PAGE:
Dilaudid – Known as hydromorphone hydrochloride generically, Dilaudid is derived from morphine and most commonly used in hospital settings. Dilaudid abusers often crush, chew, snort, or inject it when it is in a dissolved form so they can get the intense rush that occurs immediately after it enters the bloodstream. D, Dillies, Footballs, Juice, and Smack are some slang names for Dilaudid.
Fentanyl – This synthetic opioid is commonly used intravenously in medical settings as an anesthetic, but it is also used in the recreational drug scene and ramping up the risks with its deadly effects. The extremely potent drug is used to cut other drugs, such as heroin. Authorities say its emergence and use with other drugs is increasing opioid-related overdose death rates. On the streets, fentanyl is referred to as Apache, China Girl, China White, Dance Fever, Tango and Cash, and Friend.
Hydrocodone – Sold under the trade name Vicodin, Norco, Lorcet, and Lortab, hydrocodone is a semi-synthetic opioid derived from codeine. The effects of the euphoria associated with hydrocodone make it easy for people using the drug to develop an opioid addiction. Street names include Vike and Watson-387.
Methadone – Methadone is an opioid medication used to treat opioid addiction, but not without effects if used improperly. While it reduces withdrawal symptoms of other opioids, people can become dependent on it during addiction treatment. Using methadone with other opioids can lead to dangerous side effects.
Morphine – Morphine is an opiate that occurs naturally in plants and animals. It treats acute and chronic pain; however, it is highly addictive. Morphine is the most abundant analgesic opioid in opium, and its use is prevalent in medical settings. It can also be used illicitly and causes intense physical dependence. Slang names for morphine are M, Miss Emma, Monkey, White Stuff.
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Oxycodone – This narcotic pain reliever is a semi-synthetic opioid and one of the most commonly abused drugs of abuse. It causes euphoria, drowsiness and immediate pain relief contributes to the current opioid epidemic. Oxycodone immediately relieves pain, which can cause addiction in people who abuse it, and physical dependence, which can happen to people who have legitimate prescriptions for it.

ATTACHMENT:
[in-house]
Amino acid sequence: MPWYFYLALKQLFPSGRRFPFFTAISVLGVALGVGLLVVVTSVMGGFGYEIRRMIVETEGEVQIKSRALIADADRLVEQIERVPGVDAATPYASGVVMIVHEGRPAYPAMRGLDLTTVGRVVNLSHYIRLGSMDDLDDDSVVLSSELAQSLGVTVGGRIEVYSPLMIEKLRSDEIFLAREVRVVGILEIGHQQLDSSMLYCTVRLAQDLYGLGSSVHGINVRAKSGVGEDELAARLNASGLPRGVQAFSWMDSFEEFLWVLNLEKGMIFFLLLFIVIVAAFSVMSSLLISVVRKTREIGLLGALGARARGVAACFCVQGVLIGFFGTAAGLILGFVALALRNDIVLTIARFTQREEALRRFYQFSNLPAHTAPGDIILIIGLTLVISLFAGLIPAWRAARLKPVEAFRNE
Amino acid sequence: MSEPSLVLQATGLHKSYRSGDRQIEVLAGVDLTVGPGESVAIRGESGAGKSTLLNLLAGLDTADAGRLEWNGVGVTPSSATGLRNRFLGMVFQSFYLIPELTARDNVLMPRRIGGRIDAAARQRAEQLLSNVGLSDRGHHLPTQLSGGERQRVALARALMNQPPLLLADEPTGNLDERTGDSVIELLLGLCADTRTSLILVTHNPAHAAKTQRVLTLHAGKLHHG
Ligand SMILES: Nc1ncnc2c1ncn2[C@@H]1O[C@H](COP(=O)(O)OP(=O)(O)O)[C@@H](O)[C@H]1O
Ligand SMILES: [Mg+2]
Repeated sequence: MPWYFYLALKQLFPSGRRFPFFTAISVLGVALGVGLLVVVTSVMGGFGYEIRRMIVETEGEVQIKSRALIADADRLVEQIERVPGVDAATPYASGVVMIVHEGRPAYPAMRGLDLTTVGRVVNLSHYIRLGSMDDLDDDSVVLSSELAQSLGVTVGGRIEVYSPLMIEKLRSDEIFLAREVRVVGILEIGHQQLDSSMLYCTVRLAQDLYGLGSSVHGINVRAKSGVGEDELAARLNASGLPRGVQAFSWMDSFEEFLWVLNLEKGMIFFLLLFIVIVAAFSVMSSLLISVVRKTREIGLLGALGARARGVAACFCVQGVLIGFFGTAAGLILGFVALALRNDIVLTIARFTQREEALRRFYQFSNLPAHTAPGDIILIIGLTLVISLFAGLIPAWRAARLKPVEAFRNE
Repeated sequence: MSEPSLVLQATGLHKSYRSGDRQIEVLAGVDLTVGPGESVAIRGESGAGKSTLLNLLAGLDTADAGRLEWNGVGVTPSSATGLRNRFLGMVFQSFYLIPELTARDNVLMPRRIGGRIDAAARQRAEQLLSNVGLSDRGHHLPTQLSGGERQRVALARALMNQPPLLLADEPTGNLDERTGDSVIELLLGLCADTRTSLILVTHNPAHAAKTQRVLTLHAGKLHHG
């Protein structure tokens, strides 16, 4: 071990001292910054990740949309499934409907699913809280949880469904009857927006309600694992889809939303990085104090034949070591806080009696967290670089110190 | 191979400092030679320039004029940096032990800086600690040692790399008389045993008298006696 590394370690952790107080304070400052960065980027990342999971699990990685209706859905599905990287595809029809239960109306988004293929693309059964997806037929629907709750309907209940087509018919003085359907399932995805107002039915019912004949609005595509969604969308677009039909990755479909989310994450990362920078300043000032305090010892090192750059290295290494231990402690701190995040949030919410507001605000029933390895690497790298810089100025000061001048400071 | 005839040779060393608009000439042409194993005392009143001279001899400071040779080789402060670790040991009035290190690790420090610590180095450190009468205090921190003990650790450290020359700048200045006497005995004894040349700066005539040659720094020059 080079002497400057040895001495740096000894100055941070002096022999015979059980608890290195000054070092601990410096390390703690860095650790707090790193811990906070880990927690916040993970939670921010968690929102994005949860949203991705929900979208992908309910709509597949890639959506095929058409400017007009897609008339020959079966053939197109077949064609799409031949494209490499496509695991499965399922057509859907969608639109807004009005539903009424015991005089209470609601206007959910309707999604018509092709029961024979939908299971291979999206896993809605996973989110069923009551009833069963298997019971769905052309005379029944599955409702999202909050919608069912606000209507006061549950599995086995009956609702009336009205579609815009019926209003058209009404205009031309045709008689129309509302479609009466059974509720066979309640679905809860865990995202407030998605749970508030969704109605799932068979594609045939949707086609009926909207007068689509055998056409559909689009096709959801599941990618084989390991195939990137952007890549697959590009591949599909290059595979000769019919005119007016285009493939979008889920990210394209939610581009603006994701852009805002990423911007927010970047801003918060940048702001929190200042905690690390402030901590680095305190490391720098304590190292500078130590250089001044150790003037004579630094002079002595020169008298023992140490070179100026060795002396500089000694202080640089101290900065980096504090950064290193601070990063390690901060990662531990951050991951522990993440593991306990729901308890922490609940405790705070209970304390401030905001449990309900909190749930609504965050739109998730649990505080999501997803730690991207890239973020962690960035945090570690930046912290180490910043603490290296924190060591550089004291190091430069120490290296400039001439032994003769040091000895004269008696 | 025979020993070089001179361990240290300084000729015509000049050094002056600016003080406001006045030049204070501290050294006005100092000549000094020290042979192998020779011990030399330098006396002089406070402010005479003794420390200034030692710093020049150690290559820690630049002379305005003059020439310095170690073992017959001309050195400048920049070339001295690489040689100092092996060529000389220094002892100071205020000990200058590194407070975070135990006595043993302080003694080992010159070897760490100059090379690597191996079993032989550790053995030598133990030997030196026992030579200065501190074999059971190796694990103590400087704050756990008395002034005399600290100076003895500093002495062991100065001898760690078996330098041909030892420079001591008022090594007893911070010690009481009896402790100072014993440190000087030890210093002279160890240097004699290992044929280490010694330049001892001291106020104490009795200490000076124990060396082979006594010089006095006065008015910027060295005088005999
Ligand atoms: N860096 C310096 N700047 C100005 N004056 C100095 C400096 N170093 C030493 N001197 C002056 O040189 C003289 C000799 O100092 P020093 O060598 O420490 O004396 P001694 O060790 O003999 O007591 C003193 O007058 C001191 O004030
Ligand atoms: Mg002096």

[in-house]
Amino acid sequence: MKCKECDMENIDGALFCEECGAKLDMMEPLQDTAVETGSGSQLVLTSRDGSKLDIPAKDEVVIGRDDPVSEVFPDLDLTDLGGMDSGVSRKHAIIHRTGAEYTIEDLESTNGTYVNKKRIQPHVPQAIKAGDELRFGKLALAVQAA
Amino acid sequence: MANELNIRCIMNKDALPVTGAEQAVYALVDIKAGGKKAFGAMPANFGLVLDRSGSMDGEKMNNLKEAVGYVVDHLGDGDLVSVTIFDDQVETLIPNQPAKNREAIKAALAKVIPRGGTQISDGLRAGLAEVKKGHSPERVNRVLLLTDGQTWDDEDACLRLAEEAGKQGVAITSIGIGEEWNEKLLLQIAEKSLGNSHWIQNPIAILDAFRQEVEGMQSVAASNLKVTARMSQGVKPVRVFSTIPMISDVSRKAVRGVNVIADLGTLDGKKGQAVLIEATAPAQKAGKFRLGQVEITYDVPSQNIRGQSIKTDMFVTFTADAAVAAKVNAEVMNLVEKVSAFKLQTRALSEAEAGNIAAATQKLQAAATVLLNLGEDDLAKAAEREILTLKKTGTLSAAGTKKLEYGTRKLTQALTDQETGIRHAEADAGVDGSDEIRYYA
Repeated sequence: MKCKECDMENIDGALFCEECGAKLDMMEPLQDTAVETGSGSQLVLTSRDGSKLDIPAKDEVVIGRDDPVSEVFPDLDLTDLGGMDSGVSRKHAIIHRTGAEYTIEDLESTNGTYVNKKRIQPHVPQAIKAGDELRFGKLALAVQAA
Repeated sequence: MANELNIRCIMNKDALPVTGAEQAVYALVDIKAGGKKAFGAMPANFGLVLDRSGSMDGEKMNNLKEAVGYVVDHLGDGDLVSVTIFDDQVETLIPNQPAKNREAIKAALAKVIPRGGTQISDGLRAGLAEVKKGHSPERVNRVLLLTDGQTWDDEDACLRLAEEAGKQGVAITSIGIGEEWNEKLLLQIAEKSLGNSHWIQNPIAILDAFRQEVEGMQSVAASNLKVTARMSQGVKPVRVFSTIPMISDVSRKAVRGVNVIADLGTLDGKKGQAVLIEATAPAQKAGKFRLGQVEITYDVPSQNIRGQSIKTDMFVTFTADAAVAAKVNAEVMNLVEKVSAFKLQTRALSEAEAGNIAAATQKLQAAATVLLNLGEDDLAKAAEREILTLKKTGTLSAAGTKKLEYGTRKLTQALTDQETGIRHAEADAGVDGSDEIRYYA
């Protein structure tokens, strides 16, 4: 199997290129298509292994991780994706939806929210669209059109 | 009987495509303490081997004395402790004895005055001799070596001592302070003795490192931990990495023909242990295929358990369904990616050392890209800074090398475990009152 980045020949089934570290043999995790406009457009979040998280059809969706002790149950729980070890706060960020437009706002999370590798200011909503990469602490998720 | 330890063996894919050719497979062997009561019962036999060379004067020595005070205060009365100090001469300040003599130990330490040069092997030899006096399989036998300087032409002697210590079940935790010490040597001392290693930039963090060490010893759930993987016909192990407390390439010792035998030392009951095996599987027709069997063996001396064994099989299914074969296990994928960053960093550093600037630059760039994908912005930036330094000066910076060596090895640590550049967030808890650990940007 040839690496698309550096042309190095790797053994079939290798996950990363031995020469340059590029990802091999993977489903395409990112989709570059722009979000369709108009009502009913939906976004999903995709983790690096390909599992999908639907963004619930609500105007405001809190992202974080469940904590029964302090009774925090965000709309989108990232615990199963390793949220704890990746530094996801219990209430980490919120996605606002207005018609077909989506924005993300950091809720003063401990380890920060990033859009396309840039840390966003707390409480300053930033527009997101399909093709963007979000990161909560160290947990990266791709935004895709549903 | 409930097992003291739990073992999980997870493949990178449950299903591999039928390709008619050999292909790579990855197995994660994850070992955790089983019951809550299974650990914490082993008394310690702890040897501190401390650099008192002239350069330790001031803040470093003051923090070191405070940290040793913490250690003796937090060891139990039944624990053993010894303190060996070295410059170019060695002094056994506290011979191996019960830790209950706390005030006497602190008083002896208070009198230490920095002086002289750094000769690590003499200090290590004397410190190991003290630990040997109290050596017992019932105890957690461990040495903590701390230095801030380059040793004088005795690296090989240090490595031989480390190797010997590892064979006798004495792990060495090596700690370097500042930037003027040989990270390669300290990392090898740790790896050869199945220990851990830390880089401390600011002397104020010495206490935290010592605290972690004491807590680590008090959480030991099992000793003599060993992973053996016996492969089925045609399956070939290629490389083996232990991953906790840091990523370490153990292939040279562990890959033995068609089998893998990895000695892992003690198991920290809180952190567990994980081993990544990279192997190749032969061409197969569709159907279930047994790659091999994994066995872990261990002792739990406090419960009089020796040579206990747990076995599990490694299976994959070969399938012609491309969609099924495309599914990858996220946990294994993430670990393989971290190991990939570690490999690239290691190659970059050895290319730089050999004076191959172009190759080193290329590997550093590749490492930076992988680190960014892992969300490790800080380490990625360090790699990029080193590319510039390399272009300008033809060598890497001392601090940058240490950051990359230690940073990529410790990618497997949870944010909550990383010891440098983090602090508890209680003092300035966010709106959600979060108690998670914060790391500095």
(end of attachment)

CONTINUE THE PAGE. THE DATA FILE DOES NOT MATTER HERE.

OxyContin – Oxycontin is a brand name for oxycodone and Roxicodone. People with opioid addiction bypass OxyContin’s time-release feature by crushing up the medication to swallow it, snort it, or inject it to get its full effects immediately. When the medication is used properly, the time-release feature helps people manage pain more effectively during a 24-hour period. Street names for OxyContin include O.C., Oxycet, Oxycotton, Oxy, and Hillbilly Heroin.
Percocet – This medication is a combination of the opioid pain reliever oxycodone and acetaminophen. It treats acute to moderate pain and must be administered as a prescription drug. The use of an opioid and non-opioid pain reliever makes this drug especially harmful to the body. It is still highly addictive, and it has a high abuse risk. This drug is called Percs for short on the recreational drug scene.
Suboxone – Suboxone, a combination of buprenorphine and naloxone, comes in the form of a super-thin strip that resembles a breath strip. It alleviates the symptoms of opioid addiction withdrawal almost immediately. It is commonly used in opioid detox for people with addiction and dependency. It is a partial opioid that attaches to the brain’s opioid receptors, but it doesn’t activate them. That’s because naloxone (brand name Narcan) blocks the drug’s highs.
Tramadol – Tramadol comes in a generic and brand form. Ultram is the brand name for tramadol. Tramadol treats moderate to severe pain. It is a narcotic-like pain reliever, but not a narcotic. Tramadol has a side effect that mimics antidepressant medication. According to Drugs.com, misuse of tramadol can cause dependence and addiction.
Heroin, a highly addictive illegal opiate derived from morphine, is also included in the opioid class drugs that are responsible for thousands of overdose deaths in the United States. It also may be called an opiate because it is processed from a naturally occurring plant.
If you spot any of these signs in yourself or someone you know, they may be battling opioid addiction. People who are addicted to opioids typically exhibit the following symptoms:
Opioid addiction is deadly, but it doesn’t have to be. Countless licensed and reputable drug rehabilitation centers with opioid addiction recover from drug use. The process typically starts with a medical detoxification that medical professionals monitor around-the-clock. Clients may be slowly tapered off the drugs they are using to ensure they are safe and as comfortable as possible. Gradually reducing the drugs used gives the body time to adjust to their absence.
A medical detox is complete when medical stability is attained, a process that can take three to seven days, or longer if needed. Clients are evaluated during the detox period. When the results are in, clients are presented with treatment recommendations based on their evaluation.
The treatment settings that are recommended include a residential treatment program where clients address the physical and psychological sides of addiction. These treatment programs often are customized to an individual’s needs and preferences. Inpatient treatment, which can last from 28-90 days in a facility, depending on the program, involves individualized therapies that can help the person overcome their addiction. Treatment also can incorporate 12-step programs, holistic therapy, family therapy, and group counseling.